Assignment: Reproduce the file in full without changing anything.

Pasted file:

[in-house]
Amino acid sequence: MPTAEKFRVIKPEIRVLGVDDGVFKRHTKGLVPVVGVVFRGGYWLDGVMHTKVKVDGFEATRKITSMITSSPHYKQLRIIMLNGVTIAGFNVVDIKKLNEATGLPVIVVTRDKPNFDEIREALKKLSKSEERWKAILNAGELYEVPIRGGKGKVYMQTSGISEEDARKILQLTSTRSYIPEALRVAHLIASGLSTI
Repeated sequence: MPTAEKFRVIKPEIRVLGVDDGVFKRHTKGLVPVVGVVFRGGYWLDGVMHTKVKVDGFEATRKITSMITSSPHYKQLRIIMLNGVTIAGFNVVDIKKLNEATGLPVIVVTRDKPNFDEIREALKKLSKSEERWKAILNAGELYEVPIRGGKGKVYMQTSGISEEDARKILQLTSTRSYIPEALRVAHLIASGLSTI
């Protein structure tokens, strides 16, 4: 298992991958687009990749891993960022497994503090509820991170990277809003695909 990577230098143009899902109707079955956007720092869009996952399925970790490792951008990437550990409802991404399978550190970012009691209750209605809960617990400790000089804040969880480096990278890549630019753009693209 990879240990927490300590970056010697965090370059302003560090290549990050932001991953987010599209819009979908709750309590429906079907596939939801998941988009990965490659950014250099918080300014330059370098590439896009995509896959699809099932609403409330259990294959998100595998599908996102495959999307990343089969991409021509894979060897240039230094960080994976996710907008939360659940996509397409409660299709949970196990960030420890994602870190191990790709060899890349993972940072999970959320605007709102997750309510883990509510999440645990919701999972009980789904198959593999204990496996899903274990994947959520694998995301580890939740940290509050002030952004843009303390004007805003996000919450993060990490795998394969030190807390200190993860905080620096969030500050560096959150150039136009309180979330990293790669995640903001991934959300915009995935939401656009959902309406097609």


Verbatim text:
[in-house]
Amino acid sequence: MPTAEKFRVIKPEIRVLGVDDGVFKRHTKGLVPVVGVVFRGGYWLDGVMHTKVKVDGFEATRKITSMITSSPHYKQLRIIMLNGVTIAGFNVVDIKKLNEATGLPVIVVTRDKPNFDEIREALKKLSKSEERWKAILNAGELYEVPIRGGKGKVYMQTSGISEEDARKILQLTSTRSYIPEALRVAHLIASGLSTI
Repeated sequence: MPTAEKFRVIKPEIRVLGVDDGVFKRHTKGLVPVVGVVFRGGYWLDGVMHTKVKVDGFEATRKITSMITSSPHYKQLRIIMLNGVTIAGFNVVDIKKLNEATGLPVIVVTRDKPNFDEIREALKKLSKSEERWKAILNAGELYEVPIRGGKGKVYMQTSGISEEDARKILQLTSTRSYIPEALRVAHLIASGLSTI
């Protein structure tokens, strides 16, 4: 298992991958687009990749891993960022497994503090509820991170990277809003695909 990577230098143009899902109707079955956007720092869009996952399925970790490792951008990437550990409802991404399978550190970012009691209750209605809960617990400790000089804040969880480096990278890549630019753009693209 990879240990927490300590970056010697965090370059302003560090290549990050932001991953987010599209819009979908709750309590429906079907596939939801998941988009990965490659950014250099918080300014330059370098590439896009995509896959699809099932609403409330259990294959998100595998599908996102495959999307990343089969991409021509894979060897240039230094960080994976996710907008939360659940996509397409409660299709949970196990960030420890994602870190191990790709060899890349993972940072999970959320605007709102997750309510883990509510999440645990919701999972009980789904198959593999204990496996899903274990994947959520694998995301580890939740940290509050002030952004843009303390004007805003996000919450993060990490795998394969030190807390200190993860905080620096969030500050560096959150150039136009309180979330990293790669995640903001991934959300915009995935939401656009959902309406097609």